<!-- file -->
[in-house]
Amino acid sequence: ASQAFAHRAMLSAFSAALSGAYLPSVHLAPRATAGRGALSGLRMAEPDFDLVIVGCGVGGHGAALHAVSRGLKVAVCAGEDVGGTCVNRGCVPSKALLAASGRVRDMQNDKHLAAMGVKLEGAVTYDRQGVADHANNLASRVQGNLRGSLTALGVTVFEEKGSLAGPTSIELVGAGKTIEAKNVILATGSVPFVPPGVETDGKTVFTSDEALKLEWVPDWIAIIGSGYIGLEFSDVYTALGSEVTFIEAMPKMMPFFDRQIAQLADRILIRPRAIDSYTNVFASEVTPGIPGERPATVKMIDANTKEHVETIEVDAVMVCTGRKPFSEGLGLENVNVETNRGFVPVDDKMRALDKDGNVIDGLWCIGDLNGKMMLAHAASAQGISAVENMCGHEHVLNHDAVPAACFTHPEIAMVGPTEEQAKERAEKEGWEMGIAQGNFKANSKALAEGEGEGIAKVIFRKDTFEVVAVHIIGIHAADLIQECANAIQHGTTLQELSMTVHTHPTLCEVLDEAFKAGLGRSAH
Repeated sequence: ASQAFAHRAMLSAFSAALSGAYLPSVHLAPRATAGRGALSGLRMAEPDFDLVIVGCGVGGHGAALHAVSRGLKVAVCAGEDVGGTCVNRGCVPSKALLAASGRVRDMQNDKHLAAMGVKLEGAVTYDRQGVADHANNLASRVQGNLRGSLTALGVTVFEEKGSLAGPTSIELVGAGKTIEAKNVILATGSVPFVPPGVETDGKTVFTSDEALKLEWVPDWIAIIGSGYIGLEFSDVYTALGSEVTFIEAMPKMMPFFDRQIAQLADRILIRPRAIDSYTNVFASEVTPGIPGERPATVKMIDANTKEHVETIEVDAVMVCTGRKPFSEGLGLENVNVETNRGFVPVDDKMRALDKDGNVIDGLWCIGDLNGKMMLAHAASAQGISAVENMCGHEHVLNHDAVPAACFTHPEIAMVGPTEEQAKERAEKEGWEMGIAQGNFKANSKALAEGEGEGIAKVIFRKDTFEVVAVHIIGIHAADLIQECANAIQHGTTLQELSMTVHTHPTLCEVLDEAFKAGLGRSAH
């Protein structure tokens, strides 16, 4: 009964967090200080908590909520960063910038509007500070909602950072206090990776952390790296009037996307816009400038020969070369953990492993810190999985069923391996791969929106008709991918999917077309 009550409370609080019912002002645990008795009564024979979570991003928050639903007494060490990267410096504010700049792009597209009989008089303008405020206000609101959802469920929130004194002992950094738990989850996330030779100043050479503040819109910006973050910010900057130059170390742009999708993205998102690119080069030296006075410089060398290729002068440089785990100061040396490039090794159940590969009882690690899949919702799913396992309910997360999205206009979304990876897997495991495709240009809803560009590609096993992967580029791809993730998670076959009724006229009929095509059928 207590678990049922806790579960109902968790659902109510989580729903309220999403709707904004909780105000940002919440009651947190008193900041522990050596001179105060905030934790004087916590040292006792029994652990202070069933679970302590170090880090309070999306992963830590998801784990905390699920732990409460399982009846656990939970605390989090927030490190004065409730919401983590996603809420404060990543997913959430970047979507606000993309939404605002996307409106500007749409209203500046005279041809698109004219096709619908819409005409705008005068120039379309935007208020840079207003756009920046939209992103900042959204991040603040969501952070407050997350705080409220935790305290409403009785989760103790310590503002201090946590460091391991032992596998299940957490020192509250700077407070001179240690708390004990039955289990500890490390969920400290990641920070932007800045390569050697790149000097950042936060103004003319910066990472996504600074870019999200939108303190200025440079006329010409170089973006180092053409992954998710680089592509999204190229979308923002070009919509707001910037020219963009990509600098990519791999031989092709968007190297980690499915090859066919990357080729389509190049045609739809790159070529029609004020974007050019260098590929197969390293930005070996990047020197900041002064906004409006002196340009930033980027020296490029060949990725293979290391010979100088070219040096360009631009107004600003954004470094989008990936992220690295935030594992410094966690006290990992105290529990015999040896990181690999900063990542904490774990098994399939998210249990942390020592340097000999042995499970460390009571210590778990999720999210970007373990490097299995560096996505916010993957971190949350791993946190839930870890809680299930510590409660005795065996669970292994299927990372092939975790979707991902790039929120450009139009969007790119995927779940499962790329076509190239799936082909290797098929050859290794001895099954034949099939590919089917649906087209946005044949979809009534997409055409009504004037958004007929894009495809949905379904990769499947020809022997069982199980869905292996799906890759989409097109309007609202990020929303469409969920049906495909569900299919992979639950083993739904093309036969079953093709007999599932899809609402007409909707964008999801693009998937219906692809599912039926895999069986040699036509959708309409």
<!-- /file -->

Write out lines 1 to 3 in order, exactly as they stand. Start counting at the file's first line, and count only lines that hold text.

[in-house]
Amino acid sequence: ASQAFAHRAMLSAFSAALSGAYLPSVHLAPRATAGRGALSGLRMAEPDFDLVIVGCGVGGHGAALHAVSRGLKVAVCAGEDVGGTCVNRGCVPSKALLAASGRVRDMQNDKHLAAMGVKLEGAVTYDRQGVADHANNLASRVQGNLRGSLTALGVTVFEEKGSLAGPTSIELVGAGKTIEAKNVILATGSVPFVPPGVETDGKTVFTSDEALKLEWVPDWIAIIGSGYIGLEFSDVYTALGSEVTFIEAMPKMMPFFDRQIAQLADRILIRPRAIDSYTNVFASEVTPGIPGERPATVKMIDANTKEHVETIEVDAVMVCTGRKPFSEGLGLENVNVETNRGFVPVDDKMRALDKDGNVIDGLWCIGDLNGKMMLAHAASAQGISAVENMCGHEHVLNHDAVPAACFTHPEIAMVGPTEEQAKERAEKEGWEMGIAQGNFKANSKALAEGEGEGIAKVIFRKDTFEVVAVHIIGIHAADLIQECANAIQHGTTLQELSMTVHTHPTLCEVLDEAFKAGLGRSAH
Repeated sequence: ASQAFAHRAMLSAFSAALSGAYLPSVHLAPRATAGRGALSGLRMAEPDFDLVIVGCGVGGHGAALHAVSRGLKVAVCAGEDVGGTCVNRGCVPSKALLAASGRVRDMQNDKHLAAMGVKLEGAVTYDRQGVADHANNLASRVQGNLRGSLTALGVTVFEEKGSLAGPTSIELVGAGKTIEAKNVILATGSVPFVPPGVETDGKTVFTSDEALKLEWVPDWIAIIGSGYIGLEFSDVYTALGSEVTFIEAMPKMMPFFDRQIAQLADRILIRPRAIDSYTNVFASEVTPGIPGERPATVKMIDANTKEHVETIEVDAVMVCTGRKPFSEGLGLENVNVETNRGFVPVDDKMRALDKDGNVIDGLWCIGDLNGKMMLAHAASAQGISAVENMCGHEHVLNHDAVPAACFTHPEIAMVGPTEEQAKERAEKEGWEMGIAQGNFKANSKALAEGEGEGIAKVIFRKDTFEVVAVHIIGIHAADLIQECANAIQHGTTLQELSMTVHTHPTLCEVLDEAFKAGLGRSAH